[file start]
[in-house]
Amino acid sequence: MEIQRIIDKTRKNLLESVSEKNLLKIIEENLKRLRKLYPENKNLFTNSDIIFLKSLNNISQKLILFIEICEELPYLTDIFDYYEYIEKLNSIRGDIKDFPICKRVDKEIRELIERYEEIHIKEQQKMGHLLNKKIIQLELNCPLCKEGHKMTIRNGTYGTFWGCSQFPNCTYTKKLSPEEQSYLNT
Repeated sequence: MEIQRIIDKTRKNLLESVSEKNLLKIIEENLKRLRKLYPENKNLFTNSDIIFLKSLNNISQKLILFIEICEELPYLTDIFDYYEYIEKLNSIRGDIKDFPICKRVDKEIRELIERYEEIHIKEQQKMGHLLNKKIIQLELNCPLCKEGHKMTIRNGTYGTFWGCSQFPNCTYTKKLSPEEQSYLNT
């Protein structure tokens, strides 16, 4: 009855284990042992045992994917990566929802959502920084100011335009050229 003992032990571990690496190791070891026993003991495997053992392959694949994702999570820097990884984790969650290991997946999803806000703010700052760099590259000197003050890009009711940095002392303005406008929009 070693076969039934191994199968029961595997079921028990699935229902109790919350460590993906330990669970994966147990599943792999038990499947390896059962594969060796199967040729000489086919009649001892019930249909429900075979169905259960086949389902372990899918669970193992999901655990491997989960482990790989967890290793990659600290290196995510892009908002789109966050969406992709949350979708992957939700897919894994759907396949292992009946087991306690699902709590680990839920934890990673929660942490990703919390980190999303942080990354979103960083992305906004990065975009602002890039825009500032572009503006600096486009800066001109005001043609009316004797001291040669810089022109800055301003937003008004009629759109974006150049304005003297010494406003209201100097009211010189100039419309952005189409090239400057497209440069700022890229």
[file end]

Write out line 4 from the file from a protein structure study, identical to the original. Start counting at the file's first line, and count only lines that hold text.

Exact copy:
């Protein structure tokens, strides 16, 4: 009855284990042992045992994917990566929802959502920084100011335009050229 003992032990571990690496190791070891026993003991495997053992392959694949994702999570820097990884984790969650290991997946999803806000703010700052760099590259000197003050890009009711940095002392303005406008929009 070693076969039934191994199968029961595997079921028990699935229902109790919350460590993906330990669970994966147990599943792999038990499947390896059962594969060796199967040729000489086919009649001892019930249909429900075979169905259960086949389902372990899918669970193992999901655990491997989960482990790989967890290793990659600290290196995510892009908002789109966050969406992709949350979708992957939700897919894994759907396949292992009946087991306690699902709590680990839920934890990673929660942490990703919390980190999303942080990354979103960083992305906004990065975009602002890039825009500032572009503006600096486009800066001109005001043609009316004797001291040669810089022109800055301003937003008004009629759109974006150049304005003297010494406003209201100097009211010189100039419309952005189409090239400057497209440069700022890229």